I am officially worried about American men's golf.
I will say it, shout it, I will suggest a golf summit with President Obama. Invite Tim Finchem, please.
With all the American flags on the Open Championship leaderboard, there seemed to be a satisfaction with—pause, throat clearing—second place.
We are not a second place country. Second place is for countries like Northern Ireland, the 1.8 million populous land where the last two major champions reside. Northern Ireland has about the same number of residents as West Virginia. West Virginia?
Does anybody get it here? Darren Clarke was already a European Ryder Cup Vice-Captain, which means one thing—he's old (forty-two, to be exact). He's going to marry the former Miss Northern Ireland.
The British Open is supposed to go to the top American player, the one that is married to a former Phoenix Suns cheerleader and that drives a Ford and has a penchant for cheeseburgers.
There is no hiding Phil Mickelson's penchant for In-N-Out Burger. He can drive-thru with the best of em.
On Sunday, Mickelson went OUT in style. He fired a five-under 30 to climb up the Open Championship leaderboard. The front nine five birdie effort with no blemishes matches his best final round in a major.
Darren Clarke, who started the championship in the lead, was in idle for the front nine until the seventh where he rolled in a eagle put to press Mickelson and push his lead back to two.
That was the difference, as the weather started to make a blustery mess of Royal St. George's.
Mickelson has had little success on the British—one top-10 at the Open Championship ever. And, he said at his pre-tournament press conference, "I am trying to pretend it's my first time here."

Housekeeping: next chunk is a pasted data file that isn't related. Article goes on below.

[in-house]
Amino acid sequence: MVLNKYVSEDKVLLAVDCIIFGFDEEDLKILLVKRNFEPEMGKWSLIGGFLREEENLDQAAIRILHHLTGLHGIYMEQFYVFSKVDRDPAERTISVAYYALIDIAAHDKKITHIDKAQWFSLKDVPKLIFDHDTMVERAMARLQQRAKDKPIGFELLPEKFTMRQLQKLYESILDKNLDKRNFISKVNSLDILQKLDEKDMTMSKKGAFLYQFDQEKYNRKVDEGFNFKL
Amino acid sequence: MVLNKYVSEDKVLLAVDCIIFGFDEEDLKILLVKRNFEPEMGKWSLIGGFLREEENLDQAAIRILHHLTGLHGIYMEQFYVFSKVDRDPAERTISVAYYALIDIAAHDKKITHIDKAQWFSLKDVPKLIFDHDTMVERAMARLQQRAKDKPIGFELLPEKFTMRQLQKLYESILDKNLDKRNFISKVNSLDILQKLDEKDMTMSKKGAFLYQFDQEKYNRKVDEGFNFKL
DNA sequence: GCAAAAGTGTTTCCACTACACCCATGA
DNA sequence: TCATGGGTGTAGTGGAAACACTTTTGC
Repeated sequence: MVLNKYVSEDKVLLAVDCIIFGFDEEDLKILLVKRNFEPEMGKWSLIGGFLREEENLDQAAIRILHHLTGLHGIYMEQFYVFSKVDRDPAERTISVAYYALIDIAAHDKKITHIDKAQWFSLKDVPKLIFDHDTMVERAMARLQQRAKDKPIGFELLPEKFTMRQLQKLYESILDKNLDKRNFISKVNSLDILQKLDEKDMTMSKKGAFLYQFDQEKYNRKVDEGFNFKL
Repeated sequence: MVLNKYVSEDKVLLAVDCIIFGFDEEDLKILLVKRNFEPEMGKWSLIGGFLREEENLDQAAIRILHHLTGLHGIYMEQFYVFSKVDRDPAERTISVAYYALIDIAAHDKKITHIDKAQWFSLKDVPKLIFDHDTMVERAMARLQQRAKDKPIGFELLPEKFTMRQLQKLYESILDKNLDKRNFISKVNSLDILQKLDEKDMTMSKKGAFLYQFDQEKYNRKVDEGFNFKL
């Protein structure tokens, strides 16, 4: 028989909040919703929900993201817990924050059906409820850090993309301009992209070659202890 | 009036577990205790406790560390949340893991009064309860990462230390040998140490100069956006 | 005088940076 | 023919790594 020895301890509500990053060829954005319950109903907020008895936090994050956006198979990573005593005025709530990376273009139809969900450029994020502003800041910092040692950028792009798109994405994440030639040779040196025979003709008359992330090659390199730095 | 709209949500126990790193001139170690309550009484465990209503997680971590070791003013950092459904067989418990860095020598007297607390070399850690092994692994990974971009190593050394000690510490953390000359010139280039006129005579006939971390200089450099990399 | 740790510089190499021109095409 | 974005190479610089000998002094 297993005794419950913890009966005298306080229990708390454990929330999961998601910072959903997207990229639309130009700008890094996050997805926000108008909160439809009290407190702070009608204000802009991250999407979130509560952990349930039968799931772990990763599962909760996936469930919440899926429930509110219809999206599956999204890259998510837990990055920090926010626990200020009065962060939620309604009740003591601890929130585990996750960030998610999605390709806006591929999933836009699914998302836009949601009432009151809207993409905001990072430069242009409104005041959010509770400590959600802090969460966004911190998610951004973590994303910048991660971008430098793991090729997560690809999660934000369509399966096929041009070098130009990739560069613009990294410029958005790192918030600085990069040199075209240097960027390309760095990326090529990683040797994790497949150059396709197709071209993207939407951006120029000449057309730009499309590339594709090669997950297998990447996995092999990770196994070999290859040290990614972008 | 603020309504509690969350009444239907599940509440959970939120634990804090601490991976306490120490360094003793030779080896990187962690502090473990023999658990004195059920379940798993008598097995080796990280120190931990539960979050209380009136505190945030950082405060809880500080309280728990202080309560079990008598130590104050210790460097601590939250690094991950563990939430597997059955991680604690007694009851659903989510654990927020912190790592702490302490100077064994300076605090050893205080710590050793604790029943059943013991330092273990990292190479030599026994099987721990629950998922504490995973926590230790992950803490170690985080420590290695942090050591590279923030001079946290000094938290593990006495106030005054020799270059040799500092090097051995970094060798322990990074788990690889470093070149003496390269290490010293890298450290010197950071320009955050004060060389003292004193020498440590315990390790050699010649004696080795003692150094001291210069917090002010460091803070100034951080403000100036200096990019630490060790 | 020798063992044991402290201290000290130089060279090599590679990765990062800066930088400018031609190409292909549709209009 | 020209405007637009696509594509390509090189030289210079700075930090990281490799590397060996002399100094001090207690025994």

No, Phil, you are a 48 million dollar marketing icon from America. You can't go to Sandwhich and tell them you are pretending anything. It shows a weakness exposed.
It was a different Mickelson at Sandwich. It was a player that hung around for three days and then hit the accelerator on Sunday. The wind was blowing on Sunday and he steadied himself. The weather was awful on the front-nine and he impressed with a 30. Then he went to the 11th. He lined up a four-footer for par and hit the putt like Doug Sanders in 1970. It hit the hole, barely. He made three more bogeys, and he was never a threat to have his name etched on the Claret Jug.
Then, we had Dustin Johnson playing possum until the back nine. That's when the lanky American started to show some grit. He birdied 10 and 12 to get to five-under par. Then, in All-American fashion, he ripped a mega-drive down the left center of the 14th hole. He had the par-five in two fever. Then, unceremoniously, ripped an iron out of bounds. The ball went over the white soldiers, and he ended up making a double-bogey on the hole. Can anyone say, it was cow-bell shot that was troubling.
Even Johnson dates an LPGA star in Natalie Gulbis.
Is there hope?
Looking at the young Americans like Johnson, Rickie Fowler, Hunter Mahan, Nick Watney and Bubba Watson, I think so. That is a tepid yes.
Here is the other problem: Johnson has proven he can't finish majors, Watson has proven he can hit it a long way. Watney has proven he is great on American track, and Fowler looks good in orange.
The last time we chanted USA in a major was when Mickelson's hit the shot from the pine-straw at 13 at Augusta in 2010. If we go back any further than that, we are talking about Lucas Glover's Bethpage Black U.S. Open win in 2009. And so, America is 0-6 in the last six majors and 3-for-11 since the 2009 season Since then....not so good.
Jack, Arnie, Tom, Ben, Bobby, Walter and Sam would not like this trend. Something is not quite hitting the titanium here. Those first names roll off the tongue. Let's try; Rickie, Hunter, Nick, Lucas and Bubba....not so much.
Have I said I'm worried.
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